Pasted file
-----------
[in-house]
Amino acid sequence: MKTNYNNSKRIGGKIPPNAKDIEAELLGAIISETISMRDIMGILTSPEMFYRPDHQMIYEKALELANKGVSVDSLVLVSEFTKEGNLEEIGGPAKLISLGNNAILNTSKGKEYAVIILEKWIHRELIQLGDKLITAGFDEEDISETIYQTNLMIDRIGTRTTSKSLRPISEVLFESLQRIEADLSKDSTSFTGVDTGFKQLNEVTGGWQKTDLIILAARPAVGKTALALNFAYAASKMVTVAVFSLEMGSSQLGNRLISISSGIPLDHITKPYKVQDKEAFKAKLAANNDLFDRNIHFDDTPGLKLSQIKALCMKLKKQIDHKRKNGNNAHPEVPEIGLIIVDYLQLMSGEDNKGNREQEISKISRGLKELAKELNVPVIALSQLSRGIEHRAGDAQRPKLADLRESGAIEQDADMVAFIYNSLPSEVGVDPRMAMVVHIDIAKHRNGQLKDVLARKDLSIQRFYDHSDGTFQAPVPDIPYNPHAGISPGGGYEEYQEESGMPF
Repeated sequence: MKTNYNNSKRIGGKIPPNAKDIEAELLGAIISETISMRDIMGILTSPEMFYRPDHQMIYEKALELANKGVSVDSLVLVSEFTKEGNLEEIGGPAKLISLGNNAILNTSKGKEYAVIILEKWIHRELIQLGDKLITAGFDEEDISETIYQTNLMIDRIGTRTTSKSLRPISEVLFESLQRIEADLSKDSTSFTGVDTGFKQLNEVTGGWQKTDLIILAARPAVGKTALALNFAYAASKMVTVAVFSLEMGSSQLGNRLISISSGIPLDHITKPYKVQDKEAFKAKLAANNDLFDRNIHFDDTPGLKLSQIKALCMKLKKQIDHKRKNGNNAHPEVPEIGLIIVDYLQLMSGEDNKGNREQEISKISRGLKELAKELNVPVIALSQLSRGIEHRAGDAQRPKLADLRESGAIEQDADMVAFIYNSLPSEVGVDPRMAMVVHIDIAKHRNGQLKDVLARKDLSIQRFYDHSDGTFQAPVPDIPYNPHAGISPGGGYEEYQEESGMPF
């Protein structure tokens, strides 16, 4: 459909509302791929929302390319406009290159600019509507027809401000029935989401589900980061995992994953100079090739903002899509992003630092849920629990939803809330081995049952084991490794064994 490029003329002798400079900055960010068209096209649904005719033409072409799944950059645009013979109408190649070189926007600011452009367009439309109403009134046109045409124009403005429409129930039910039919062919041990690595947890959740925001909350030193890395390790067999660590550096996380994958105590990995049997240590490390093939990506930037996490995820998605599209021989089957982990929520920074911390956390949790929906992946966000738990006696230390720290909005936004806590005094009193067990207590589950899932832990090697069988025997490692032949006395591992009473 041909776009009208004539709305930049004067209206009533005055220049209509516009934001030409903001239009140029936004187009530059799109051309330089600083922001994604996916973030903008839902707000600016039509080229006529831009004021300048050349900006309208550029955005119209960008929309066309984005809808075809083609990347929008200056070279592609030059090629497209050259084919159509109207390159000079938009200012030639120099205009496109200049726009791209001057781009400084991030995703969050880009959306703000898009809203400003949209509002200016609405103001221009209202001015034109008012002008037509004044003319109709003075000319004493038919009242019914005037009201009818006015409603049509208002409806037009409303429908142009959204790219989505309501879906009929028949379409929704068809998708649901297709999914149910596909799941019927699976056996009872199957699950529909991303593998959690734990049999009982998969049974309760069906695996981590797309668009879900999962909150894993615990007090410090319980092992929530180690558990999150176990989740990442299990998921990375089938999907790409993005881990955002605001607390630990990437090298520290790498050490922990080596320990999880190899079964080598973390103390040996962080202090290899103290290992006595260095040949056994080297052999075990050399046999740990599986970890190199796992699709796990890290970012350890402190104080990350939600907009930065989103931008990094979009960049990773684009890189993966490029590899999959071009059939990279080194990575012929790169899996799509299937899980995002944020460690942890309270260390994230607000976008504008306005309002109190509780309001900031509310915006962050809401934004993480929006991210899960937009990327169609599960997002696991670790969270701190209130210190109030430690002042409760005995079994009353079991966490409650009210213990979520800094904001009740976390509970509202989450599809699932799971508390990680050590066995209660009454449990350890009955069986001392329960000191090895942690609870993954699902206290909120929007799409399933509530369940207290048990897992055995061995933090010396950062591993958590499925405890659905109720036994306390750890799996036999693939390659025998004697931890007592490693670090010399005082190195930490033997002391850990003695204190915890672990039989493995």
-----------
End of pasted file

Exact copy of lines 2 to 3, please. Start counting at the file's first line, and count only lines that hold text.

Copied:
Amino acid sequence: MKTNYNNSKRIGGKIPPNAKDIEAELLGAIISETISMRDIMGILTSPEMFYRPDHQMIYEKALELANKGVSVDSLVLVSEFTKEGNLEEIGGPAKLISLGNNAILNTSKGKEYAVIILEKWIHRELIQLGDKLITAGFDEEDISETIYQTNLMIDRIGTRTTSKSLRPISEVLFESLQRIEADLSKDSTSFTGVDTGFKQLNEVTGGWQKTDLIILAARPAVGKTALALNFAYAASKMVTVAVFSLEMGSSQLGNRLISISSGIPLDHITKPYKVQDKEAFKAKLAANNDLFDRNIHFDDTPGLKLSQIKALCMKLKKQIDHKRKNGNNAHPEVPEIGLIIVDYLQLMSGEDNKGNREQEISKISRGLKELAKELNVPVIALSQLSRGIEHRAGDAQRPKLADLRESGAIEQDADMVAFIYNSLPSEVGVDPRMAMVVHIDIAKHRNGQLKDVLARKDLSIQRFYDHSDGTFQAPVPDIPYNPHAGISPGGGYEEYQEESGMPF
Repeated sequence: MKTNYNNSKRIGGKIPPNAKDIEAELLGAIISETISMRDIMGILTSPEMFYRPDHQMIYEKALELANKGVSVDSLVLVSEFTKEGNLEEIGGPAKLISLGNNAILNTSKGKEYAVIILEKWIHRELIQLGDKLITAGFDEEDISETIYQTNLMIDRIGTRTTSKSLRPISEVLFESLQRIEADLSKDSTSFTGVDTGFKQLNEVTGGWQKTDLIILAARPAVGKTALALNFAYAASKMVTVAVFSLEMGSSQLGNRLISISSGIPLDHITKPYKVQDKEAFKAKLAANNDLFDRNIHFDDTPGLKLSQIKALCMKLKKQIDHKRKNGNNAHPEVPEIGLIIVDYLQLMSGEDNKGNREQEISKISRGLKELAKELNVPVIALSQLSRGIEHRAGDAQRPKLADLRESGAIEQDADMVAFIYNSLPSEVGVDPRMAMVVHIDIAKHRNGQLKDVLARKDLSIQRFYDHSDGTFQAPVPDIPYNPHAGISPGGGYEEYQEESGMPF